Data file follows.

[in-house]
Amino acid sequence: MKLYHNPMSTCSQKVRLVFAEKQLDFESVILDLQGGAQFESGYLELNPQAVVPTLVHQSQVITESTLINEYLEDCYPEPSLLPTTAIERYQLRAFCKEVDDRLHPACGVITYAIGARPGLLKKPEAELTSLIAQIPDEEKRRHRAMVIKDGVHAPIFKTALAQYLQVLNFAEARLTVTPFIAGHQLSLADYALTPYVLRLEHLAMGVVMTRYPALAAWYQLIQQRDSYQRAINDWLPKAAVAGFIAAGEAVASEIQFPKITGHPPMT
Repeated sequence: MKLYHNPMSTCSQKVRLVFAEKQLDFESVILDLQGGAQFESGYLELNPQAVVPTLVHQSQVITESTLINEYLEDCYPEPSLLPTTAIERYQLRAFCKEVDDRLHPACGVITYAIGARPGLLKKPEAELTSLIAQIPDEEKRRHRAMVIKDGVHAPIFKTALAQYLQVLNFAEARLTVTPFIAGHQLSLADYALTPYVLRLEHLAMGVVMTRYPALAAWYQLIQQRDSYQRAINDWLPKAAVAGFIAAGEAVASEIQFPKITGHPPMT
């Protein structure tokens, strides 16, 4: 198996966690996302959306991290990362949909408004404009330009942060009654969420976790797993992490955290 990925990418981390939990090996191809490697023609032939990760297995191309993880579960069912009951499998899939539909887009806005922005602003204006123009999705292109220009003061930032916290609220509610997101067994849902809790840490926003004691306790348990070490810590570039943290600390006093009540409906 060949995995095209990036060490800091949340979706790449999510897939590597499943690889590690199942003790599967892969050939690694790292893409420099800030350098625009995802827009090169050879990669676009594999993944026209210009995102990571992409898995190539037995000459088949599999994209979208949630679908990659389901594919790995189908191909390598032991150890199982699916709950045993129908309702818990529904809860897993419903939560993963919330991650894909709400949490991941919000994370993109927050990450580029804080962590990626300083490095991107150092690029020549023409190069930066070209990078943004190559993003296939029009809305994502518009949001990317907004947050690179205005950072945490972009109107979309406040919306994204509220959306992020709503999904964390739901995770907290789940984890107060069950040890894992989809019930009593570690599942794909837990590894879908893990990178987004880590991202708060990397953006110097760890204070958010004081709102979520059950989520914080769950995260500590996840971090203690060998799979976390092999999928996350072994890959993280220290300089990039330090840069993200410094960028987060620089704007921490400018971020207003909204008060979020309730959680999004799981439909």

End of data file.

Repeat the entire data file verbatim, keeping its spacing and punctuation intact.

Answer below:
[in-house]
Amino acid sequence: MKLYHNPMSTCSQKVRLVFAEKQLDFESVILDLQGGAQFESGYLELNPQAVVPTLVHQSQVITESTLINEYLEDCYPEPSLLPTTAIERYQLRAFCKEVDDRLHPACGVITYAIGARPGLLKKPEAELTSLIAQIPDEEKRRHRAMVIKDGVHAPIFKTALAQYLQVLNFAEARLTVTPFIAGHQLSLADYALTPYVLRLEHLAMGVVMTRYPALAAWYQLIQQRDSYQRAINDWLPKAAVAGFIAAGEAVASEIQFPKITGHPPMT
Repeated sequence: MKLYHNPMSTCSQKVRLVFAEKQLDFESVILDLQGGAQFESGYLELNPQAVVPTLVHQSQVITESTLINEYLEDCYPEPSLLPTTAIERYQLRAFCKEVDDRLHPACGVITYAIGARPGLLKKPEAELTSLIAQIPDEEKRRHRAMVIKDGVHAPIFKTALAQYLQVLNFAEARLTVTPFIAGHQLSLADYALTPYVLRLEHLAMGVVMTRYPALAAWYQLIQQRDSYQRAINDWLPKAAVAGFIAAGEAVASEIQFPKITGHPPMT
């Protein structure tokens, strides 16, 4: 198996966690996302959306991290990362949909408004404009330009942060009654969420976790797993992490955290 990925990418981390939990090996191809490697023609032939990760297995191309993880579960069912009951499998899939539909887009806005922005602003204006123009999705292109220009003061930032916290609220509610997101067994849902809790840490926003004691306790348990070490810590570039943290600390006093009540409906 060949995995095209990036060490800091949340979706790449999510897939590597499943690889590690199942003790599967892969050939690694790292893409420099800030350098625009995802827009090169050879990669676009594999993944026209210009995102990571992409898995190539037995000459088949599999994209979208949630679908990659389901594919790995189908191909390598032991150890199982699916709950045993129908309702818990529904809860897993419903939560993963919330991650894909709400949490991941919000994370993109927050990450580029804080962590990626300083490095991107150092690029020549023409190069930066070209990078943004190559993003296939029009809305994502518009949001990317907004947050690179205005950072945490972009109107979309406040919306994204509220959306992020709503999904964390739901995770907290789940984890107060069950040890894992989809019930009593570690599942794909837990590894879908893990990178987004880590991202708060990397953006110097760890204070958010004081709102979520059950989520914080769950995260500590996840971090203690060998799979976390092999999928996350072994890959993280220290300089990039330090840069993200410094960028987060620089704007921490400018971020207003909204008060979020309730959680999004799981439909």